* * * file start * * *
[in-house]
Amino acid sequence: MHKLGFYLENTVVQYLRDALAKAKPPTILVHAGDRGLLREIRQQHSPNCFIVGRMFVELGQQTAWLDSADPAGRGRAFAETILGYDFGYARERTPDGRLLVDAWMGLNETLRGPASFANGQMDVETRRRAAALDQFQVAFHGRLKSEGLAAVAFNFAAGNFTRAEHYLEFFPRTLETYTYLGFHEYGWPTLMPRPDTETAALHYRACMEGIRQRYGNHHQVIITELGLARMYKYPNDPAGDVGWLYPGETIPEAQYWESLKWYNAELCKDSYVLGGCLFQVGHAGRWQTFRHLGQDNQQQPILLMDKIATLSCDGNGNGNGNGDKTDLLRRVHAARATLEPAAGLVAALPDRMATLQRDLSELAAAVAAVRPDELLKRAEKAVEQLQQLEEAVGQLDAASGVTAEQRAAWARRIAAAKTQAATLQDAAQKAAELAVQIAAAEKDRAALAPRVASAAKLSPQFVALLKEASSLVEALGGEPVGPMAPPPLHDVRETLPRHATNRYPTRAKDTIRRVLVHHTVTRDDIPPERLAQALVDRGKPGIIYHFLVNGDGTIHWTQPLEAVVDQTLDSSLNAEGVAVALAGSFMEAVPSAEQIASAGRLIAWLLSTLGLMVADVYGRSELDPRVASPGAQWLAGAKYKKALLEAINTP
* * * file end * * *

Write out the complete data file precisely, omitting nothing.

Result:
[in-house]
Amino acid sequence: MHKLGFYLENTVVQYLRDALAKAKPPTILVHAGDRGLLREIRQQHSPNCFIVGRMFVELGQQTAWLDSADPAGRGRAFAETILGYDFGYARERTPDGRLLVDAWMGLNETLRGPASFANGQMDVETRRRAAALDQFQVAFHGRLKSEGLAAVAFNFAAGNFTRAEHYLEFFPRTLETYTYLGFHEYGWPTLMPRPDTETAALHYRACMEGIRQRYGNHHQVIITELGLARMYKYPNDPAGDVGWLYPGETIPEAQYWESLKWYNAELCKDSYVLGGCLFQVGHAGRWQTFRHLGQDNQQQPILLMDKIATLSCDGNGNGNGNGDKTDLLRRVHAARATLEPAAGLVAALPDRMATLQRDLSELAAAVAAVRPDELLKRAEKAVEQLQQLEEAVGQLDAASGVTAEQRAAWARRIAAAKTQAATLQDAAQKAAELAVQIAAAEKDRAALAPRVASAAKLSPQFVALLKEASSLVEALGGEPVGPMAPPPLHDVRETLPRHATNRYPTRAKDTIRRVLVHHTVTRDDIPPERLAQALVDRGKPGIIYHFLVNGDGTIHWTQPLEAVVDQTLDSSLNAEGVAVALAGSFMEAVPSAEQIASAGRLIAWLLSTLGLMVADVYGRSELDPRVASPGAQWLAGAKYKKALLEAINTP